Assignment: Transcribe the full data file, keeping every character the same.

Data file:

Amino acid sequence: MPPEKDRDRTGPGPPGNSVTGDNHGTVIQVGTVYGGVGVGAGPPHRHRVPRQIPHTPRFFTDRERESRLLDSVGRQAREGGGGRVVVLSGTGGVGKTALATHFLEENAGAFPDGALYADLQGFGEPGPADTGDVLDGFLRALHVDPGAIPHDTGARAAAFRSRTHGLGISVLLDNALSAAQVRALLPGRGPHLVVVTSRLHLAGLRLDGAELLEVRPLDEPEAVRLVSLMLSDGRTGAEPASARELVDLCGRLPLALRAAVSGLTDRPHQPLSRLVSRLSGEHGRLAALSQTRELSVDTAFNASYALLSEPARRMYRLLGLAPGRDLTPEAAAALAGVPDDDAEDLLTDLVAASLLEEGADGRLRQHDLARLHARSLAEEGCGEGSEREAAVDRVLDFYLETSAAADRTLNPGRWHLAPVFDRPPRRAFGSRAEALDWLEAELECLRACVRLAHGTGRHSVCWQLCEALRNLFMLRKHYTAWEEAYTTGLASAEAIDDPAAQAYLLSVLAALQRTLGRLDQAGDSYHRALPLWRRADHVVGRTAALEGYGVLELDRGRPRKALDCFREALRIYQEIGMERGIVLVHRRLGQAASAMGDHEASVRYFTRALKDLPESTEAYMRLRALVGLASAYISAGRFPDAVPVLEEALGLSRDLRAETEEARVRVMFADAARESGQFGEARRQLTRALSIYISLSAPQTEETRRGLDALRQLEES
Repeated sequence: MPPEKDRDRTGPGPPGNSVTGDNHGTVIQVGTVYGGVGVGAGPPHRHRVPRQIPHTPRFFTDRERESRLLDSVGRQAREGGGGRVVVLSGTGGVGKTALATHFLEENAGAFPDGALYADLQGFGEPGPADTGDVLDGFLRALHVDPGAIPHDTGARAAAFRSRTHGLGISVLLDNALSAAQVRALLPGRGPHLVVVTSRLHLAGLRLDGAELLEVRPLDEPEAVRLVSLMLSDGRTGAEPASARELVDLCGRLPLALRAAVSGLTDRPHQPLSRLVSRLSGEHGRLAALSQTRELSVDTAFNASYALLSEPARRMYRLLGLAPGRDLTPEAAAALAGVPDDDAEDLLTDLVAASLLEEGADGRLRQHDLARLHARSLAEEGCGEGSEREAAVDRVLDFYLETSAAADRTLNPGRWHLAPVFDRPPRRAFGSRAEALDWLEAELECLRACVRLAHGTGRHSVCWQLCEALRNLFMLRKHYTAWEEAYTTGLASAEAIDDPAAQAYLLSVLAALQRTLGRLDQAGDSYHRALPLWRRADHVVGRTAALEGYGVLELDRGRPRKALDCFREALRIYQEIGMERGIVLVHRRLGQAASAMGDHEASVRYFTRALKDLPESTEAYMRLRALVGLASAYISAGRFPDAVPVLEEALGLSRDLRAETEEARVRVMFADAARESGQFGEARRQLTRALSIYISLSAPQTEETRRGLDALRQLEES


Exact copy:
Amino acid sequence: MPPEKDRDRTGPGPPGNSVTGDNHGTVIQVGTVYGGVGVGAGPPHRHRVPRQIPHTPRFFTDRERESRLLDSVGRQAREGGGGRVVVLSGTGGVGKTALATHFLEENAGAFPDGALYADLQGFGEPGPADTGDVLDGFLRALHVDPGAIPHDTGARAAAFRSRTHGLGISVLLDNALSAAQVRALLPGRGPHLVVVTSRLHLAGLRLDGAELLEVRPLDEPEAVRLVSLMLSDGRTGAEPASARELVDLCGRLPLALRAAVSGLTDRPHQPLSRLVSRLSGEHGRLAALSQTRELSVDTAFNASYALLSEPARRMYRLLGLAPGRDLTPEAAAALAGVPDDDAEDLLTDLVAASLLEEGADGRLRQHDLARLHARSLAEEGCGEGSEREAAVDRVLDFYLETSAAADRTLNPGRWHLAPVFDRPPRRAFGSRAEALDWLEAELECLRACVRLAHGTGRHSVCWQLCEALRNLFMLRKHYTAWEEAYTTGLASAEAIDDPAAQAYLLSVLAALQRTLGRLDQAGDSYHRALPLWRRADHVVGRTAALEGYGVLELDRGRPRKALDCFREALRIYQEIGMERGIVLVHRRLGQAASAMGDHEASVRYFTRALKDLPESTEAYMRLRALVGLASAYISAGRFPDAVPVLEEALGLSRDLRAETEEARVRVMFADAARESGQFGEARRQLTRALSIYISLSAPQTEETRRGLDALRQLEES
Repeated sequence: MPPEKDRDRTGPGPPGNSVTGDNHGTVIQVGTVYGGVGVGAGPPHRHRVPRQIPHTPRFFTDRERESRLLDSVGRQAREGGGGRVVVLSGTGGVGKTALATHFLEENAGAFPDGALYADLQGFGEPGPADTGDVLDGFLRALHVDPGAIPHDTGARAAAFRSRTHGLGISVLLDNALSAAQVRALLPGRGPHLVVVTSRLHLAGLRLDGAELLEVRPLDEPEAVRLVSLMLSDGRTGAEPASARELVDLCGRLPLALRAAVSGLTDRPHQPLSRLVSRLSGEHGRLAALSQTRELSVDTAFNASYALLSEPARRMYRLLGLAPGRDLTPEAAAALAGVPDDDAEDLLTDLVAASLLEEGADGRLRQHDLARLHARSLAEEGCGEGSEREAAVDRVLDFYLETSAAADRTLNPGRWHLAPVFDRPPRRAFGSRAEALDWLEAELECLRACVRLAHGTGRHSVCWQLCEALRNLFMLRKHYTAWEEAYTTGLASAEAIDDPAAQAYLLSVLAALQRTLGRLDQAGDSYHRALPLWRRADHVVGRTAALEGYGVLELDRGRPRKALDCFREALRIYQEIGMERGIVLVHRRLGQAASAMGDHEASVRYFTRALKDLPESTEAYMRLRALVGLASAYISAGRFPDAVPVLEEALGLSRDLRAETEEARVRVMFADAARESGQFGEARRQLTRALSIYISLSAPQTEETRRGLDALRQLEES